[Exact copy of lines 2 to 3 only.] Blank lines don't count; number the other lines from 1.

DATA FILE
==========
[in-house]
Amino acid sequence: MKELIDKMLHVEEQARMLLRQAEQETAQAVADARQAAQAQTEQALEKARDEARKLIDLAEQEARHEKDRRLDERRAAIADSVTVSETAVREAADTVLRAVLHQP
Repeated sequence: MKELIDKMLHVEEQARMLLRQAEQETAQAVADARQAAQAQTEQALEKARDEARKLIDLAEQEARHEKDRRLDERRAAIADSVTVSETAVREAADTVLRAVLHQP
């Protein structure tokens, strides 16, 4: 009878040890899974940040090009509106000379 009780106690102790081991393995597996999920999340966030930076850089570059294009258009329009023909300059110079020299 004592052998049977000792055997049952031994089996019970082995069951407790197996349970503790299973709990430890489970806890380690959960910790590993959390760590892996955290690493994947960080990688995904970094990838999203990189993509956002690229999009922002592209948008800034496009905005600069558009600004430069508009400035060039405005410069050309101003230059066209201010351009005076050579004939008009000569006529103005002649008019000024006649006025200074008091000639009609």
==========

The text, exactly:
Amino acid sequence: MKELIDKMLHVEEQARMLLRQAEQETAQAVADARQAAQAQTEQALEKARDEARKLIDLAEQEARHEKDRRLDERRAAIADSVTVSETAVREAADTVLRAVLHQP
Repeated sequence: MKELIDKMLHVEEQARMLLRQAEQETAQAVADARQAAQAQTEQALEKARDEARKLIDLAEQEARHEKDRRLDERRAAIADSVTVSETAVREAADTVLRAVLHQP